The announcement by Energy Minister Herman Halushchenko that Ukraine was not only meeting domestic consumption demands but also ready to restart exports to its neighbors was a clear message that Moscow’s attempt to weaken Ukraine by targeting its infrastructure did not work.
Ukraine’s domestic energy demand is “100%” supplied, he told The Associated Press in an interview, and it has reserves to export due to the “titanic work” of its engineers and international partners.
Russia ramped up infrastructure attacks in September, when waves of missiles and exploding drones destroyed about half of Ukraine’s energy system. Power cuts were common across the country as temperatures dropped below freezing and tens of millions struggled to keep warm.
Moscow said the strikes were aimed at weakening Ukraine’s ability to defend itself, while Western officials said the blackouts that caused civilians to suffer amounted to war crimes. Ukrainians said the timing was designed to destroy their morale as the war marked its first anniversary.
Ukraine had to stop exporting electricity in October to meet domestic needs.
Engineers worked around the clock, often risking their lives to come into work at power plants and keep the electricity flowing. Kyiv’s allies also provided help. In December, U.S. Secretary of State Antony Blinken announced $53 million in bilateral aid to help the country acquire electricity grid equipment, on top of $55 million for energy sector support.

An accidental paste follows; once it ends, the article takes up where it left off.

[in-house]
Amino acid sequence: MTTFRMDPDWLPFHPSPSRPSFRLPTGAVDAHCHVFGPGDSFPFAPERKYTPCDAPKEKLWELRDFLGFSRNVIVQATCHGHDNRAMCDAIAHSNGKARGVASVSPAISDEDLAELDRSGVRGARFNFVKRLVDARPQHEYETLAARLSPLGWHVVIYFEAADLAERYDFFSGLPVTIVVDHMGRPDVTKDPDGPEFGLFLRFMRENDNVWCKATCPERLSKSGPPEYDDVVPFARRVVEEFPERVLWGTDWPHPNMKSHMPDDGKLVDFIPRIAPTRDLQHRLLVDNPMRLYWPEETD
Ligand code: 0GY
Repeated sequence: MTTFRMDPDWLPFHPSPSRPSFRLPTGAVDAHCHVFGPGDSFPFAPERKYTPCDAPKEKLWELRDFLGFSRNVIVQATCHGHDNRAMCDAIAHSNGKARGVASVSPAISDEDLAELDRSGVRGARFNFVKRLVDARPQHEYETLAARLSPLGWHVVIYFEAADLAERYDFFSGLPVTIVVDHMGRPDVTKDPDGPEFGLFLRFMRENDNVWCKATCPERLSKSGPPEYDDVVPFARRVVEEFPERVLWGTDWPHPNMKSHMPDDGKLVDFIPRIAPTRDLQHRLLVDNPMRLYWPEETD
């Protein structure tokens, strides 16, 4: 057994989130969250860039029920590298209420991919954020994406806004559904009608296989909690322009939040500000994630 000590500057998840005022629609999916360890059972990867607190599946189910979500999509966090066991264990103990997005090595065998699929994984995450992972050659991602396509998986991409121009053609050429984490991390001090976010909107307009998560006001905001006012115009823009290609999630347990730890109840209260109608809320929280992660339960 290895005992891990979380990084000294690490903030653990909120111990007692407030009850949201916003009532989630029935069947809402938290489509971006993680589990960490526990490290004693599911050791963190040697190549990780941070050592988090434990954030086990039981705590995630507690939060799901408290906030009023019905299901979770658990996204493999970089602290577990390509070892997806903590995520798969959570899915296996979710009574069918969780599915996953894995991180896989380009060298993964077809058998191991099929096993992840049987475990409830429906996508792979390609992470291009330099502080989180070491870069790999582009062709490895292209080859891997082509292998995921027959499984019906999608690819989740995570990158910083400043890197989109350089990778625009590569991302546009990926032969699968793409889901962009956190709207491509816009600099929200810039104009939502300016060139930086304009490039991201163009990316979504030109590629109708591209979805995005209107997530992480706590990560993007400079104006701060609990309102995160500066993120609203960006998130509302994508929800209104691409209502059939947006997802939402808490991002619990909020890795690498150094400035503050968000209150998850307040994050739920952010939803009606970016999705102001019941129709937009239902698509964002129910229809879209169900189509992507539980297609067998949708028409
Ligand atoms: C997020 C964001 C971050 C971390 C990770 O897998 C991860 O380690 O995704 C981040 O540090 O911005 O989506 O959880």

Much more work remains to be done, Halushchenko said. Ukraine needs funding to repair damaged generation and transmission lines, and revenue from electricity exports would be one way to do that.
The first country to receive Ukraine’s energy exports will be Moldova, he said.
Besides the heroic work by engineers and Western aid, warmer temperatures are enabling the resumption of exports by making domestic demand lower. Nationwide consumption was already down at least 30% due to the war, Halushchenko said, with many industries having to operate with less power.
Renewables like solar and wind power also come into play as temperatures rise, taking some pressure off nuclear and coal-fired power plants.
But it’s unclear if Ukraine can keep up exports amid the constant threat of Russian bombardment.
“Unfortunately now a lot of things depend on the war,” Halushchenko said. “I would say we feel quite confident now until the next winter.”
Exports to Poland, Slovakia and Romania are also on schedule to resume, he said.
“Today we are starting with Moldova, and we are talking about Poland, we are talking about Slovakia and Romania,” Halushchenko added, noting that how much will depend on their needs.
“For Poland, we have only one line that allows us to export 200 megawatts, but I think this month we will finish another line which will increase this to an additional 400 MW, so these figures could change,” he said.
Export revenue will depend on fluctuating electricity prices in Europe. In 2022, while Ukraine was still able to export energy, Ukrainian companies averaged 40 million to 70 million euros a month depending on prices, Halushchenko said.